- Translocations. A translocation occurs when a portion of a chromosome becomes attached to a nonhomologous chromosome. For example, a portion of chromosome 1 can be translocated to chromosome 5. There are three types of translocations:
- Simple (nonreciprocal) translocation. A simple translocation occurs when a segment of one chromosome becomes attached to a nonhomologous chromosome. The chromosome receiving the DNA segment remains intact.
- Reciprocal translocation. Reciprocal translocations involve nonhomologous chromosomes exchanging pieces. For example, one copy of chromosome 1 and one copy of chromosome 5 could exchange telomere regions.
- Robertsonian translocation. Robertsonian translocations involve the fusion of the long (q) arms of two acrocentric chromosomes. For example, the q arm of one copy of chromosome 14 can fuse with the q arm of one copy of chromosome 21.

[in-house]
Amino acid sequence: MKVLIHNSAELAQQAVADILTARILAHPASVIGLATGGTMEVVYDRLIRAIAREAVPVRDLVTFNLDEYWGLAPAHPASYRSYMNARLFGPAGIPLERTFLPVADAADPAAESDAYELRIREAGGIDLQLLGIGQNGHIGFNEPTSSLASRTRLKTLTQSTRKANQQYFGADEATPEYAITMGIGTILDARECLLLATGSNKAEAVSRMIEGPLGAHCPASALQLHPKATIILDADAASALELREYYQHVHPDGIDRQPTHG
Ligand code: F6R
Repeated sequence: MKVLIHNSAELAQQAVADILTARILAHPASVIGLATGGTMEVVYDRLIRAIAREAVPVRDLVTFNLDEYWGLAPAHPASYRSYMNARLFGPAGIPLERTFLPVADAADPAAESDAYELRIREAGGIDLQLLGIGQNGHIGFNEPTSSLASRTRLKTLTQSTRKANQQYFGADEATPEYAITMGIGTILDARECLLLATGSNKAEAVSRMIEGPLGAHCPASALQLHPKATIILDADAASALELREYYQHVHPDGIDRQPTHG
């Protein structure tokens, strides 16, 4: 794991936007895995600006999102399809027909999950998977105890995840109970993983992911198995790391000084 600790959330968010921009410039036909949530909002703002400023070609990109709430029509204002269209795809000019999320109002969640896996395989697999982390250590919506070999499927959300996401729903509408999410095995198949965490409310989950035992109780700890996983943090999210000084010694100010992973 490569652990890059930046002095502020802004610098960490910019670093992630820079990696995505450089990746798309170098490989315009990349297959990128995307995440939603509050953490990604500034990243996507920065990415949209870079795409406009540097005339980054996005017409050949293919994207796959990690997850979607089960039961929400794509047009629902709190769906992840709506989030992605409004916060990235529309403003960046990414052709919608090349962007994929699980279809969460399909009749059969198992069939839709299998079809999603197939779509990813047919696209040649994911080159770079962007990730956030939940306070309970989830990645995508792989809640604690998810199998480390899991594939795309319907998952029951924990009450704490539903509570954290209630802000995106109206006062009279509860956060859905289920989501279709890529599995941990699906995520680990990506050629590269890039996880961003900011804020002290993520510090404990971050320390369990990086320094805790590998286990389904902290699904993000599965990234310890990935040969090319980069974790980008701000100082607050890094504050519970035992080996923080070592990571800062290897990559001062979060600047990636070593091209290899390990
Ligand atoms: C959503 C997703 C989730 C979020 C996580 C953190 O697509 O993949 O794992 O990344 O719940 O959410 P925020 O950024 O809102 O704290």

- What are the four major types of chromosome structural defects?
- What are the differences between the three types of translocations?
One or more DNA breaks can lead to the loss of a portion of the chromosome. This type of chromosomal aberration is called a deletion (see figure 3.2). A single break in a chromosome can result in a DNA fragment that contains a centromere and a DNA fragment that lacks a centromere. The centromere fragment is retained by the cell, while the DNA fragment that lacks the centromere is lost during cell division. This type of event is a terminal deletion. Terminal deletions are usually generated by endonuclease damage or by environmental factors, such as ionizing radiation, that break the DNA backbone. An interstitial deletion is a deletion within the interior of the chromosome and does not involve the telomere. Interstitial deletions are generated by defects in synapsis and crossing over during meiosis I (see below).